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A vegan diet prohibits all animal products, even eggs and milk, which many vegetarian diets allow as they are normal parts of animal and bird life. Because of this, a strict vegan diet may lack some parts of nutrition that are most efficiently consumed through meat or eggs; essential amino acids, which are protein, are most available through meat and less so through vegetables and fruits. Amino acids are essential for healing, growth, and general good health.
To provide a properly balanced amino acid intake, the vegan diet should contain at least 1.4 grams of protein for every kilogram of body weight; women should consume about ten grams less total than men. A healthy man weighing 68kg should consume at least 55 grams of protein daily. This protein can be found in many vegetables, but in lesser quantities than in eggs or meat; while meat and eggs are complete proteins, meaning that they contain all the essential amino acids, most vegetables contain incomplete proteins. However, by eating a wide variety of plants including nuts, fruits, beans, and vegetables, the body will store and regulate proper amino acid levels. One of the only plants that has a complete amino acid profile is the soybean; soybean-based foods are very healthy, as they contain protein and fiber in high quantities compared to other plants, as well as good fats.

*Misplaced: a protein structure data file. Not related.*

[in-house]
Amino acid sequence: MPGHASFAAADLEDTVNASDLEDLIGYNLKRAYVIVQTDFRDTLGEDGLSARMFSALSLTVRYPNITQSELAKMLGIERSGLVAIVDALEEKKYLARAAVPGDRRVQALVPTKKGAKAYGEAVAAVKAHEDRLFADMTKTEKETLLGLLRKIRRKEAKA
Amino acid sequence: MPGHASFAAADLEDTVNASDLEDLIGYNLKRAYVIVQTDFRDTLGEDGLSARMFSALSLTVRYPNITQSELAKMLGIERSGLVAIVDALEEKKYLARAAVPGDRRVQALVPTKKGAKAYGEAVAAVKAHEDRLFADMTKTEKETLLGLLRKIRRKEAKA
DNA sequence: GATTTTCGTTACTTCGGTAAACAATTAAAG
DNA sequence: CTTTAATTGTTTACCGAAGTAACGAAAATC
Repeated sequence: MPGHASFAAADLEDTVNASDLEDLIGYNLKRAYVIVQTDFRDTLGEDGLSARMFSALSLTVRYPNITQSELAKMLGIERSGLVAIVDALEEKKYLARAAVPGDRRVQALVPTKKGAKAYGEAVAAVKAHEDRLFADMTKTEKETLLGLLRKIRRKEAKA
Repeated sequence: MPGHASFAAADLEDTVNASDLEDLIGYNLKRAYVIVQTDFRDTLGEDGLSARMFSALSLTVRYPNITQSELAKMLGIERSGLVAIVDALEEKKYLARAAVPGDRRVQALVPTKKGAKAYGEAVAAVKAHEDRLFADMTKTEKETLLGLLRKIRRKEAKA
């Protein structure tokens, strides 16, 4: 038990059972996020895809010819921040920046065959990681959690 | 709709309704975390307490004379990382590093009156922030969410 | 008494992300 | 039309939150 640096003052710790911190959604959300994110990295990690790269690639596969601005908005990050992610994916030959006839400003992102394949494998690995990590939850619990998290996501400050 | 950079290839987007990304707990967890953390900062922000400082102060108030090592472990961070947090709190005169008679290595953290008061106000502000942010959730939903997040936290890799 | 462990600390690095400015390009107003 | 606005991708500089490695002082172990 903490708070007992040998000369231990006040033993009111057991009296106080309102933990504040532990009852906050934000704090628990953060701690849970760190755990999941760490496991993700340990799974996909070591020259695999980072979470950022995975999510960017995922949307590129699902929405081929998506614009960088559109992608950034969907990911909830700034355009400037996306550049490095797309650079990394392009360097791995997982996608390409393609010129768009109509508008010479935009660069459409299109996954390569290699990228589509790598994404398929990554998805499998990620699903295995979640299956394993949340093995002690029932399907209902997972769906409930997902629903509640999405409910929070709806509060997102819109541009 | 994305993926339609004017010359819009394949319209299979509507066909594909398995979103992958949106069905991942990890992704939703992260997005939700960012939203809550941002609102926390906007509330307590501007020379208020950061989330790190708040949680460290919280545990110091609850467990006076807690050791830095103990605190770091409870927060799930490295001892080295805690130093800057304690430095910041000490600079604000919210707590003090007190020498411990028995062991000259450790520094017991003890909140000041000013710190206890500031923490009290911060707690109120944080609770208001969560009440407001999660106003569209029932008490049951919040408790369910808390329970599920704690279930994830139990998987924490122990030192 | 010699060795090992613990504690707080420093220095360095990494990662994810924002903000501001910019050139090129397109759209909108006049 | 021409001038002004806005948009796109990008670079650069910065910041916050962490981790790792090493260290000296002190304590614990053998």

Essentially, a varied diet with daily servings of soybean products should provide all the amino acids necessary for a healthy diet. Contrary to popular belief, there is little chance of protein starvation on vegan diets unless the diet is restricted to only a few types of food.
A (healthy) vegan diet provides the proper amount of amino acids needed for the body through complete proteins. As the person above stated, soy beans are one of the foods that provides a complete protein. This is why many "Fake Meat" products are made with soy and why tofu is associated most with vegans/vegetarians (tofu is made from soybeans).
There are vegans that are allergic to soy and still get all the essential amino acids needed through, once again, complete proteins. These are through combinations of food to create complimentary proteins. They do not have to be eaten together, just as long as these foods are eaten within the same day. Some complimentary protein combinations include:
- Black beans and rice
- Pasta and peas
- Whole wheat bread and peanut butter
- Bean soup and crackers
- Roasted nuts, seeds and peanuts
- Hummus (chickpeas and tahini)
- Lentils and almonds
As long as there are enough complete or complimentary proteins eaten throughout the day, a vegan can get all the amino acids needed.
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